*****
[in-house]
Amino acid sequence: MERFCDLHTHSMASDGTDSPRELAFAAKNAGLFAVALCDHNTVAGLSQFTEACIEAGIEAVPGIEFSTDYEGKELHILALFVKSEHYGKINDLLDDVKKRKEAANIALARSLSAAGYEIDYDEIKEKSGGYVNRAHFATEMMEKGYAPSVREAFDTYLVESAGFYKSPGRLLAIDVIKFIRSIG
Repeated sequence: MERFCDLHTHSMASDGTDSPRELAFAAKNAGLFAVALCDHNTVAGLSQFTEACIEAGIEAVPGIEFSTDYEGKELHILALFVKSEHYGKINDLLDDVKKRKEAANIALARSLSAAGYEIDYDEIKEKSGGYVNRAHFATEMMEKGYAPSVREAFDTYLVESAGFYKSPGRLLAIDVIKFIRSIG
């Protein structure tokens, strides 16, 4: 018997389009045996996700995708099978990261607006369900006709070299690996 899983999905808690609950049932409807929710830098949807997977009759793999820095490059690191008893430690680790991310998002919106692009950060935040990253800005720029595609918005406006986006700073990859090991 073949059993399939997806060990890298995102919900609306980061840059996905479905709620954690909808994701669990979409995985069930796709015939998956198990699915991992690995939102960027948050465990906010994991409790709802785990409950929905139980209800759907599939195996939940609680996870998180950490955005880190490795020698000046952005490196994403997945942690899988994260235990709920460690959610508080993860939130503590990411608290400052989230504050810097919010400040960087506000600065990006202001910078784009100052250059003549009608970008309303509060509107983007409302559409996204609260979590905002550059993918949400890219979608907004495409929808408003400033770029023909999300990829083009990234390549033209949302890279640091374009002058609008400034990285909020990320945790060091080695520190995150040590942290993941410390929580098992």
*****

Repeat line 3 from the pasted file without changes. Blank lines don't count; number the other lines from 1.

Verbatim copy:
Repeated sequence: MERFCDLHTHSMASDGTDSPRELAFAAKNAGLFAVALCDHNTVAGLSQFTEACIEAGIEAVPGIEFSTDYEGKELHILALFVKSEHYGKINDLLDDVKKRKEAANIALARSLSAAGYEIDYDEIKEKSGGYVNRAHFATEMMEKGYAPSVREAFDTYLVESAGFYKSPGRLLAIDVIKFIRSIG